For more information and help or guidance, feel free to contact me using the form below.

Happy investing!

Hazel de Kloe | Property Mentor and Coach | Speaker | Author

The contents of this article are for educational purposes only and we make no recommendation of any particular investment. The price of property can decrease as well as increase and you make any investments in property at your own risk. 

© Why Property Works 2014 |



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Mark Alexander - Founder of Property118

18:45 PM, 26th March 2014, About 10 years ago

Hi Hazel

I think your first question about which portfolio you would go for could inspire an interesting debate. If you beleive the newspapers and Mark Carney the interest rates will stay low and property values will rise sharly. On that basis you would choose the 35 million portfolio and sell up in a few years time.

On the other hand, if cashflow is more important right now and you're looking long term and want to be safe even if interest rates rise and property values don't they you'd opt for the £2 million portfolio.

The rule of thumb I recommend these days is buy only if your breakeven rate is 8% after factoring in all costs. I use the Property118 landlords calculator to arrive at the optimal loan size to make decisions of whether a deal stacks up or not - see >>> If I had the choice of one property stacking up at 50% LTV or two properties at a similar value stacking up at 75% LTV (i.e. similar levels of capital invested) then based on this rule of thumb then personally I would for the two at 75% LTV every time. Presumably you would too or do you see it another way? I'd be interested in your thoughts on this 🙂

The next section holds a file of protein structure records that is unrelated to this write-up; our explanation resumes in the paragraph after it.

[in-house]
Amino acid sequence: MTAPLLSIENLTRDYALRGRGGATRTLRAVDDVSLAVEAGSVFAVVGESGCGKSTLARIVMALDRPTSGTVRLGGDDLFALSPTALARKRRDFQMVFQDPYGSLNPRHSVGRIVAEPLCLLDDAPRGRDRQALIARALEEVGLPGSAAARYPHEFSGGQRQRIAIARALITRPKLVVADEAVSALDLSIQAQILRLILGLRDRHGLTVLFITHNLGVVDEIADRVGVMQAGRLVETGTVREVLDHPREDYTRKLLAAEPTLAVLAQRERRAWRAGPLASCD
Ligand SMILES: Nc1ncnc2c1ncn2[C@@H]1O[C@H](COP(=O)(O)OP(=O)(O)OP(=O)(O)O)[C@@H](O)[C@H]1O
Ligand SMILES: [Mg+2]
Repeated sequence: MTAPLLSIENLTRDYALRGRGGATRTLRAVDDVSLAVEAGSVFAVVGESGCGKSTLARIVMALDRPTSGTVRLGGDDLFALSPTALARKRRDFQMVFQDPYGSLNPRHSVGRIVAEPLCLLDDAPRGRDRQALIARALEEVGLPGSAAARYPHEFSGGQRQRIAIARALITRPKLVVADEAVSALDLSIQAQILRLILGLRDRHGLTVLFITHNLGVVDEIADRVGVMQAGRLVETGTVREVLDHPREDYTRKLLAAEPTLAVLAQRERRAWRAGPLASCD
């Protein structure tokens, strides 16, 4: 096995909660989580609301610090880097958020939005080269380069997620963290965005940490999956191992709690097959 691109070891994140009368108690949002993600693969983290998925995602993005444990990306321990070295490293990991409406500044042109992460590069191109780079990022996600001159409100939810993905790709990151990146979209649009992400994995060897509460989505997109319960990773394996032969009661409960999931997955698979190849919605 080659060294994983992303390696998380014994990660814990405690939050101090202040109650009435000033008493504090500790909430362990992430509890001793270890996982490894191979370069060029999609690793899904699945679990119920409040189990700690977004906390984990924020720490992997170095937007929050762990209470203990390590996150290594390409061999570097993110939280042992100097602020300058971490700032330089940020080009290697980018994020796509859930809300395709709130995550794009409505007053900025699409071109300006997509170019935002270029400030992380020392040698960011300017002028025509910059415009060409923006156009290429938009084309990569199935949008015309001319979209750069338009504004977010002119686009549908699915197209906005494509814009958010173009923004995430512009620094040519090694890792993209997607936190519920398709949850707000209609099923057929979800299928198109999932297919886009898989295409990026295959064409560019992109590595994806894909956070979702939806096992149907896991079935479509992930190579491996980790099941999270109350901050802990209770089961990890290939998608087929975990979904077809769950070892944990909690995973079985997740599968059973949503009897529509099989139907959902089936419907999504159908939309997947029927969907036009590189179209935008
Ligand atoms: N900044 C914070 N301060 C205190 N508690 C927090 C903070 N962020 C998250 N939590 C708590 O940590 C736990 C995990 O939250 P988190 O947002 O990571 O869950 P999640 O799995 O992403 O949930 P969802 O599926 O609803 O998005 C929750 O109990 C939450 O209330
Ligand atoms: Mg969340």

Simon Coppen

10:25 AM, 27th March 2014, About 10 years ago

Reply to the comment left by "Mark Alexander" at "26/03/2014 - 18:45":

I believe that buying two properties at 75% LTV wins every time (for both income and capital growth), so long as the BTL interest rate you're on isn't higher than about 5% and property prices aren't falling.

It's in five years time that people might have to worry, when BTL interest rates aren't so favourable and high LTV ratios could become a burden.

I was worried when I saw your recommended 8% breakeven rate, as I'm below this. However, I noticed the key words "these days". A 1% increase in interest rates and the targeted 8% drops to about 5%.

It's obviously harder to achieve 8% if you go for a five year fixed rate BTL mortgage. But you are at least future proofed for 5 years! It's important, as you say Mark, to factor in ALL costs. Check that chasing those two year fixes/discounts is really worth it (2k remortgaging fees over 24 months is nearly £100/mth!)...

Hazel de Kloe

18:06 PM, 10th April 2014, About 10 years ago

I agree with you on that one Mark. It all really depends on where you are buying in the country as to whether a deal with 'stack up' for you. On this basis, a higher yielding property can take a higher LTV and vice versa. I'm always looking to optimize each deal so that I have margin for movement both in terms of interest rates and property value fluctuations, and still come out in profit.

Glad it provoked some interesting thoughts... 🙂